Clipping the Key Pin
Alas, there is a small mod that you need to do to the Syba adapter, as shown below. They neglected to clip the keying pin on the IDE connector.
Other adapters and cables have that hole blocked on their female IDE connectors, so they won’t mate with this Syba product, without the mod. Just cut the indicated pin, close to the base, with side-angle cutters. With the drive turned so the screw holes are facing up as shown, it’s the tenth pin from the left in the top row.
44-pin to 40-pin IDE Adapter
It turns out that there are two IDE interfaces: 40-pin (as used on the SBC6120) for 3.5” drives and 44-pin for 2.5” drives. Naturally, the CF adapter having the 2.5” drive form factor has the 44-pin interface. So I found a Kinamax ADP-IDE23 adapter to convert to the 40-pin interface for the SBC (at right). Note that the 40-pin connector is larger than the 44-pin connector. One of the features of the 44-pin version is that it includes a power connection, so on the 40-pin side the adapter offers a pigtail with a drive power connector on it. I decided to plug that into the unused power connector of the SBC board, where it will supply power, instead of receiving it. Trouble is, the SBC connector is male and so is the adapter pigtail. So I swapped the pigtail connector for a female version. That also gave me an opportunity to adjust the length of the DC connection. To me, the easiest source of the connector turns out to be cutting one from a drive power Y-adapter. Alternatively, you could buy a Molex housing, receptacles and crimp the wires.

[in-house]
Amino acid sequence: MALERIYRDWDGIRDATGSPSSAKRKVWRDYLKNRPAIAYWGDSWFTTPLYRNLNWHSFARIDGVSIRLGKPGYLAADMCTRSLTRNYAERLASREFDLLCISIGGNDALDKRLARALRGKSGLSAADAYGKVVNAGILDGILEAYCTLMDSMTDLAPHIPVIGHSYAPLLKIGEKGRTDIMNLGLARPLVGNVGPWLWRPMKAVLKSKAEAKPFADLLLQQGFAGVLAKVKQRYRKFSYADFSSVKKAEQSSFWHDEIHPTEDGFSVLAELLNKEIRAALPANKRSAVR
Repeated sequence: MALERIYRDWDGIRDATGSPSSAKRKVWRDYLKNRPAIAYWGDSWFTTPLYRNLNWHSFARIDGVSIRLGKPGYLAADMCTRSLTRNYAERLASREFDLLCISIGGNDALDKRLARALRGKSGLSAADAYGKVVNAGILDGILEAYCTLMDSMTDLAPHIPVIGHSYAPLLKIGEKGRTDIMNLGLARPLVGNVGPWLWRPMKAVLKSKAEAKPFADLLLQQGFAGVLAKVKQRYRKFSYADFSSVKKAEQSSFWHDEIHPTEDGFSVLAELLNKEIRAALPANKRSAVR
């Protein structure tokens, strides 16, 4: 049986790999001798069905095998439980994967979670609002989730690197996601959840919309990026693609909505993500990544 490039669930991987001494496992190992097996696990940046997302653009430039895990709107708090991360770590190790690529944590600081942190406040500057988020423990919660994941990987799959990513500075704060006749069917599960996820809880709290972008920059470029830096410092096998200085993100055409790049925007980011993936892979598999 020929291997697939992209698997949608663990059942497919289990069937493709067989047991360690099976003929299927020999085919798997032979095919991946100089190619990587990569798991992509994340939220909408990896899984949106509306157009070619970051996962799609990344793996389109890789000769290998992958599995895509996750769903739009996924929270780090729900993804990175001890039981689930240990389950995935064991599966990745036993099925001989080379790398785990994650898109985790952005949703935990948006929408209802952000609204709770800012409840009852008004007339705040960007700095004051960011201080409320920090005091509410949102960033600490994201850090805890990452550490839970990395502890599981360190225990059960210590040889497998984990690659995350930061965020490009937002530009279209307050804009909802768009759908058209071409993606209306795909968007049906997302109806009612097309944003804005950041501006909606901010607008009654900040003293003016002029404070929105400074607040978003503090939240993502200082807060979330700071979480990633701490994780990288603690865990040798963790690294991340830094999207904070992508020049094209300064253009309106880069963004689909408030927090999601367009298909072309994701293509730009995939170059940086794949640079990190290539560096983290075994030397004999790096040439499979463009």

A note about fitting the 44/40-pin adapter to the Syba CF/IDE adapter: The bottom row of pins on the Syba is very close to the PCB, so the connector that you plug onto it may be blocked by the edge of the PCB. After pushing the connector onto the pins, simply lift up a little to pull the connector and pins away from the PCB and it will slide on easily. By the way, the connector might not seem to be fully seated because you see about 1/16” of the pins still showing. That’s normal because the depth of the 44/40-pin adapter connector is shallower than the length of the pins on the Syba, so it’s okay that some of the pin metal is showing.